August 14, 2009 - Ludwig Museum - Museum of Contemporary Art - Isa Genzken
August 14, 2009

Isa Genzken

Isa Genzken
Kinder filmen III (Filming Children III), detail, 2005
Museum Ludwig, Köln,
Photo: Lothar Schnepf
© Isa Genzken

ISA GENZKEN
Open, Sesame!

15.08. – 15.11.2009

Bischofsgartenstraße 1, 

D-50667 Cologne

www.museum-ludwig.de

“Open, Sesame!” Those were the magic words that Ali Baba uttered in order to enter the mountain cave where the 40 thieves kept their rich booty stashed away. In this tale from The Thousand and One Nights, scintillating splendour and staunch loyalty are intimately intertwined here with unprincipled destruction and envy.

Open, Sesame! This slogan has been taken by sculptor Isa Genzken as the title for her most comprehensive solo show to date, which Museum Ludwig has developed in cooperation with the Whitechapel Gallery in London. This retrospective offers for the first time the opportunity by a selection of over 60 works to trace Isa Genzken’s artistic development from her beginnings to her most recent work, and to present the full complexity of the themes and formal issues she investigates.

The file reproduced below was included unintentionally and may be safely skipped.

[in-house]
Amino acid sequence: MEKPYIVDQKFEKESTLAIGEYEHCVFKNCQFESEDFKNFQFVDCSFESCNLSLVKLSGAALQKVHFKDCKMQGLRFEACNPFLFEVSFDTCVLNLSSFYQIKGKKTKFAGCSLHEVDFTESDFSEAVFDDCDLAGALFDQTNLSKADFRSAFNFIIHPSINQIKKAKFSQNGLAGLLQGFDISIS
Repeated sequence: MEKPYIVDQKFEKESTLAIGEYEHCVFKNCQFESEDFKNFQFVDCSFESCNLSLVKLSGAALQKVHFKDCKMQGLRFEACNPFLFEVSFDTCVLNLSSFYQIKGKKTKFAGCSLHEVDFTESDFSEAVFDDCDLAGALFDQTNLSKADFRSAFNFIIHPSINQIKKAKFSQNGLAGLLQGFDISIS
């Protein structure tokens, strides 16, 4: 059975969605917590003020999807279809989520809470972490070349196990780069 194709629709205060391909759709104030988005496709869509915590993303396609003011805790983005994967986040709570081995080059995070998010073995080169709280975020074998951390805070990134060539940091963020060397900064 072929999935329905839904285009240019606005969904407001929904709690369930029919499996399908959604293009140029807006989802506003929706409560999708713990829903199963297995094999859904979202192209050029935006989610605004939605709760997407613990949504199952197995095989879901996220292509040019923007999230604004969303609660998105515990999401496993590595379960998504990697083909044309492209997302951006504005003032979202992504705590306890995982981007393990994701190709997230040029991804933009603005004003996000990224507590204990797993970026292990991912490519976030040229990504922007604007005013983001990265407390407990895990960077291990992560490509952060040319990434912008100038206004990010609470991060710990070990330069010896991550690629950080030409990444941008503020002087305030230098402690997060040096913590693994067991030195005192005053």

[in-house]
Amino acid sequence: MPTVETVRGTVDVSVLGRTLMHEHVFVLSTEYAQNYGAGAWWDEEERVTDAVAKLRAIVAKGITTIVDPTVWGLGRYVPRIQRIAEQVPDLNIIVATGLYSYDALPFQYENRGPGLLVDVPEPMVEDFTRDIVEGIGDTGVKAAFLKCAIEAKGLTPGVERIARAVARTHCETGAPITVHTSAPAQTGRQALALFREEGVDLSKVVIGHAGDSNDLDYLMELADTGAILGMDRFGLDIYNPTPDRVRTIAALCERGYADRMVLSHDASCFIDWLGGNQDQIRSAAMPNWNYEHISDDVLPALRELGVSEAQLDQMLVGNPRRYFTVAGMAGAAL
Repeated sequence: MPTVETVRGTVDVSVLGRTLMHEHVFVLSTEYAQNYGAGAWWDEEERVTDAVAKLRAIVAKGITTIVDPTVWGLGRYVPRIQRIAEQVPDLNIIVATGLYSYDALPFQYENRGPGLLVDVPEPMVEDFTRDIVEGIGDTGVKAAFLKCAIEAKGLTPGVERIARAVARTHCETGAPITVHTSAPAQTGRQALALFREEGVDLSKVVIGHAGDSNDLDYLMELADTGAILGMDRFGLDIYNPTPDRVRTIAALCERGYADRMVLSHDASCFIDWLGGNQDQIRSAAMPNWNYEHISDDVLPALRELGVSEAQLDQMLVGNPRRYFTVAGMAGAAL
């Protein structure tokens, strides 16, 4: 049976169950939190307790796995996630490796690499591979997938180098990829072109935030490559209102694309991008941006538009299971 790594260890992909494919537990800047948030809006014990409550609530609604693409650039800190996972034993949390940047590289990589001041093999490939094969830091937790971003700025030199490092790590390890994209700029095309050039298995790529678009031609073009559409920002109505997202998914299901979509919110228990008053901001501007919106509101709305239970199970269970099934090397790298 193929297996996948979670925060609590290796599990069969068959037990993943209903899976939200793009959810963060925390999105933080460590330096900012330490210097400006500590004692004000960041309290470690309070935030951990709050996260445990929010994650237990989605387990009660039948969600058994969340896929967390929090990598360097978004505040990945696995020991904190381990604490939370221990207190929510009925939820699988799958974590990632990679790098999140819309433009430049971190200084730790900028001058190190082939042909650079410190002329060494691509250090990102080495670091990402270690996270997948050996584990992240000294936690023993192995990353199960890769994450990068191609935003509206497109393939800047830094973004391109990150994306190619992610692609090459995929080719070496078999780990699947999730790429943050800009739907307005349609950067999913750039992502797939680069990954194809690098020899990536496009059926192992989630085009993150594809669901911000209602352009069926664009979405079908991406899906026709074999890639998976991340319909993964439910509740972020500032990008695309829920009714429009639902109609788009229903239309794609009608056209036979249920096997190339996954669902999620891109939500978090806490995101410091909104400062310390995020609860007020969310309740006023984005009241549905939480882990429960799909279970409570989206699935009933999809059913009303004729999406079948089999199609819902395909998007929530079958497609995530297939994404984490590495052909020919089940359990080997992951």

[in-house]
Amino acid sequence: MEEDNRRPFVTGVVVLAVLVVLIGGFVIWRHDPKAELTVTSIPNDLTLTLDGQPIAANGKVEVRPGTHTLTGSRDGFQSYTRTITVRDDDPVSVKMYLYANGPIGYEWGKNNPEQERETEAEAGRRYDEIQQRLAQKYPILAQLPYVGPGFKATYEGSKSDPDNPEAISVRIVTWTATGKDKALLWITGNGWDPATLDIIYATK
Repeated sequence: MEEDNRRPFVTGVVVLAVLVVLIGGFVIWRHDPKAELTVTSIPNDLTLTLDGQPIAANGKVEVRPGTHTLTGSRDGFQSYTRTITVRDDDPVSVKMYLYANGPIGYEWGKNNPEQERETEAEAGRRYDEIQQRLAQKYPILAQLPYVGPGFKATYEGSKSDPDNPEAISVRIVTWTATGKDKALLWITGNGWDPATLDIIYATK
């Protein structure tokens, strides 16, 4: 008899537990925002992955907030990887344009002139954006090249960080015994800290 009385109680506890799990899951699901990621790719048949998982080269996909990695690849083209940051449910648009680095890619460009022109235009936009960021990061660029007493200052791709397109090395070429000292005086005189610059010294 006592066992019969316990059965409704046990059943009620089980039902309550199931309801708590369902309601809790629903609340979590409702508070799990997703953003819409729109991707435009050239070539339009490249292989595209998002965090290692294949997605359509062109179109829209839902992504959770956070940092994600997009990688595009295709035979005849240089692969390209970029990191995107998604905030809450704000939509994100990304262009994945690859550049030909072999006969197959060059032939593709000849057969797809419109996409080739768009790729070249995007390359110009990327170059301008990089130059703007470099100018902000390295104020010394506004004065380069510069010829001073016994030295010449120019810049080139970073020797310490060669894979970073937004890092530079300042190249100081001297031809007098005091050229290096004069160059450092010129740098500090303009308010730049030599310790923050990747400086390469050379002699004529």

From the aerodynamic wooden sculptures with incisions, which she made in the 1970s, to her recent frail installations in space, her works come across as a symbol of the tightrope act between beauty and destruction, grace and brutality that we all perform in our lives. With the surrounding social, political and economic conditions constantly in mind, Genzken reveals the unstable, bewildering and contradictory sides of our knowledge and perceptions by questioning things that seem quite incontrovertible.

In her sculptural works, Genzken reveals her ceaseless scrutiny of the spectrum of meaning that is to be found in the three-dimensional object. With her ellipsoid sculptures, her architectural plaster and concrete pieces of the 1980s, and her recently created works done with consumer goods and everyday objects, she remains within the coordinates of a traditional approach to sculpture. At the same time, however, her objects distinguish themselves by their fragility, their imperfection and their openness, which creates a highly charged relationship to the surrounding space and hints at an autobiographical, psycho-emotional dimension. Genzken’s works present a challenge both to the achievements of modern sculpture as well as to the contemporary concepts of the work rooted in Minimal Art and Conceptual Art. This has allowed her to assume a position in the current art discourse that is as authoritative as it is unusual.

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